Matt McSweyn and I were both members of the 2014-2015 Powers of Leadership cohort. Together with over a dozen fellow leaders and learners, and with program faculty Christie Lynk and Craig Fleck, we gathered quarterly to develop as adaptive leaders, capable of addressing those questions for which there are no easy answers. This month, I reconnected with Matt (pictured) to understand how the work still resonates with him seven years later. Read on for my reflections on that conversation.
When Matt McSweyn and I met, we were both in transition. He was holding new responsibilities as Interim Systems Architect for Seattle Cancer Care Alliance, and I was just one year into my work in the Whidbey Institute’s Communications role. Today, Matt is the Director of IT at the Seattle Cancer Care Alliance (SCCA), leading five teams and 40 people in the work of building and supporting the infrastructure, systems, and applications at SCCA.
Matt and his teams are moving into a period of expansion and change as they merge with Fred Hutchinson, and he says that’s big news. “It’s something many of us, including myself, have been hoping for. It doesn’t make sense that the clinical and research arms would be separate,” He said. Matt said the merger is already bringing up questions. “How are we going to approach this process? How are we going to make our staff feel comfortable, and feel that their jobs are not at risk? It’s a massive change management exercise. It involves people, unknowns, and ambiguity.”
These are the kinds of leadership challenges that Powers of Leadership helped prepare Matt for. He said that one of the most valuable gifts he got from the program was confidence not only in his capacity to lead but in the imperative to do so. “I am in a position of influence,” he said, “and my voice does matter. I’m right next to the executive leadership team. Sometimes you forget they need help too. They need partnership.” Matt said the program reminded him that he needs to voice his opinions about how the company is going to navigate change, and that doing so is the way to maintain authenticity and live his core values. “The bigger purpose of our work at SCCA is about our patients, and finding a cure or improved treatments for cancer. My voice is needed to contribute to that mission.”
”The bigger purpose of our work at SCCA is about our patients, and finding a cure or improved treatments for cancer. My voice is needed to contribute to that mission.”
“The program has helped give me the confidence that not only can I lean into leadership, but I should,” he said. “We’re all facing big challenges, and the world needs good leaders to help with the problems we are struggling with as a society. If you trust the values you’ve established and the purpose that you’re living for, don’t hesitate. Lean in.”
When Matt arrived in POL, he was fairly new in a leadership role and had just recently begun to explore the depths of what leadership could be. Initially, he said, he had a simple view of what leadership meant—managing people, managing a function, being responsible. His mother in law, a leadership and conflict management consultant, had pointed him toward the work of Ron Heifitz, William Ury, and others as well as toward the Whidbey Institute as a home for programs exploring these concepts. Through his reading and study, Matt realized that there was a lot more to leadership than he had realized. He became curious to learn more. “POL really solidified some of the concepts I’d been studying, and made me realize that leadership is a true, lifelong exercise of learning,” he said.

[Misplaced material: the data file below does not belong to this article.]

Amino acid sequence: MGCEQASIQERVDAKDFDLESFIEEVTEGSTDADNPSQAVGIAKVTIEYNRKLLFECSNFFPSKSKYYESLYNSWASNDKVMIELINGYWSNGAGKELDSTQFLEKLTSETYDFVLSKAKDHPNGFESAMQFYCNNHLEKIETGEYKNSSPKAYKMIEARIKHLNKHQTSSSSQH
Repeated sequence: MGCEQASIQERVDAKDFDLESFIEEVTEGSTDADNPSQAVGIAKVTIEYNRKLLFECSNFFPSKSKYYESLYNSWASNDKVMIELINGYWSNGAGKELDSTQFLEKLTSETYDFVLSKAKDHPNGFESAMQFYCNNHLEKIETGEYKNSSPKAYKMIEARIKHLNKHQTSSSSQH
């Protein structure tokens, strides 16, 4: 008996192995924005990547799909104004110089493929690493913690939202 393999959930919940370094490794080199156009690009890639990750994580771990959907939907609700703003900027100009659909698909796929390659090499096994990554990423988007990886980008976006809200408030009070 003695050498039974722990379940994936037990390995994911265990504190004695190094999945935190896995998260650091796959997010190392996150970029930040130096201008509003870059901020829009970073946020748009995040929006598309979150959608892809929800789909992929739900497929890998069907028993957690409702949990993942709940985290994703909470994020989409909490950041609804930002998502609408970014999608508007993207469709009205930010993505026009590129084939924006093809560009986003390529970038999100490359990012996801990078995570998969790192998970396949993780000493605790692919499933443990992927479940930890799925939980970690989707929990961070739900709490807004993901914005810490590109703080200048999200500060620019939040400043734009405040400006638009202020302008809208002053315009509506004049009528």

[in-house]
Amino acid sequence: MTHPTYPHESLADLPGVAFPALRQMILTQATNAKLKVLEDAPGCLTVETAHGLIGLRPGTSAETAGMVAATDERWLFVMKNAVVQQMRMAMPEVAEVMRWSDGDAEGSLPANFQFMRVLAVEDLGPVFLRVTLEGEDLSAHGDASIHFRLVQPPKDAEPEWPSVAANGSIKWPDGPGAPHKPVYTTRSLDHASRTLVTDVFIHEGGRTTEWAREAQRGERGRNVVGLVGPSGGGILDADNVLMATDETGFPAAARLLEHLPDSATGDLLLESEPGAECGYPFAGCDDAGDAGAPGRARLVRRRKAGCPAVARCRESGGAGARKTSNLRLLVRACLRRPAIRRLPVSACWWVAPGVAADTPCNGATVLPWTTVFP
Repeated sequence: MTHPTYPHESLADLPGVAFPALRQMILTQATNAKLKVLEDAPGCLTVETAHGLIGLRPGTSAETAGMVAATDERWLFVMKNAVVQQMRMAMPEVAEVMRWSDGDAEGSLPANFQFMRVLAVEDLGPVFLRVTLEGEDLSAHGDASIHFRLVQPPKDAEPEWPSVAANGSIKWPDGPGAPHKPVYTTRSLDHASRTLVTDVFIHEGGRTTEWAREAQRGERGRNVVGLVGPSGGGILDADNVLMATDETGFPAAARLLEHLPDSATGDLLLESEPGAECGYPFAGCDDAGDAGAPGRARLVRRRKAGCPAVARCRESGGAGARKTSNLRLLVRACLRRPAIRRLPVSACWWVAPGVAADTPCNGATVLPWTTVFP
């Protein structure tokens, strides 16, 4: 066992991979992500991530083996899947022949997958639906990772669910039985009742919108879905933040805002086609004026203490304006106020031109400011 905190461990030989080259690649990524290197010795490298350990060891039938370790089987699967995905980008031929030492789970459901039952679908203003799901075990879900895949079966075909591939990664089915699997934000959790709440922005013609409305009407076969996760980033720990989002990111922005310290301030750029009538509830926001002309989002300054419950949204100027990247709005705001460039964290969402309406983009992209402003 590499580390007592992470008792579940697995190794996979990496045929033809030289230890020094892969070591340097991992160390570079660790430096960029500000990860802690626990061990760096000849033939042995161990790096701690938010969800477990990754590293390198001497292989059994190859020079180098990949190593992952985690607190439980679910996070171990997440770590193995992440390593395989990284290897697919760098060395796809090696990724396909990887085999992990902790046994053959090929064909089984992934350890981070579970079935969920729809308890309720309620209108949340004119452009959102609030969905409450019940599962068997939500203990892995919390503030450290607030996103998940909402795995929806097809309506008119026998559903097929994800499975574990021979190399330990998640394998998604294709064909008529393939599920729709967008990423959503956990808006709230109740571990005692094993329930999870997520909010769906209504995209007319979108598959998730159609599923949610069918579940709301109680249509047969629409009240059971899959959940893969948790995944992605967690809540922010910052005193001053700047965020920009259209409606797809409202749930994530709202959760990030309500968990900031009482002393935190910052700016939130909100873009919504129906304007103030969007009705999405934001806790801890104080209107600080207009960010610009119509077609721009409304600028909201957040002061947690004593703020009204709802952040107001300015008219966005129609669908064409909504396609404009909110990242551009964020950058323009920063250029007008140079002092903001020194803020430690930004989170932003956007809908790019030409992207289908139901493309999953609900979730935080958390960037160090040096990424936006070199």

“I loved the concepts shared in POL around adaptive leadership, systems thinking, and moving out of the system and up onto the balcony,” Matt said. “We explored the interplay between people and personalities, and the interplay between what people are going through and what our natural world is going through. Those connections were profound to me.”
“We explored the interplay between people and personalities, and the interplay between what people are going through and what our natural world is going through. Those connections were profound to me.”
Matt said he felt resistance to some aspects of the program at first, but that his concerns were put to rest when he walked the land and experienced the profound connections between patterns in nature and patterns among people and organizations. “I came to recognize that there was no aspect of any seasonal session that didn’t have a connection that I could see in my organization,” he said, “and in the people around me.” His advice to someone considering the program is to let go, dive in, and let the work move you. “
This is something that will put you into an uncomfortable spot emotionally, at times,” Matt said. “It will stretch you. Let yourself go there emotionally, and you will likely see a whole new world.”
Reflecting on how meaningful the program was for him, and how it continues to shape his evolving leadership style, Matt shared that he has personally referred about half a dozen colleagues to POL and has joined for POL II reunions. In fact, Matt got so much from POL that he plans to participate in the full Powers of Leadership retreat cycle again. “This program has fueled my confidence around my style of servant leadership, and has supported me in thinking differently about leadership,” he said.
If you are considering participating in Powers of Leadership or recommending it to a friend, reach out. We’d love to connect and explore whether this program can serve you on your leadership journey.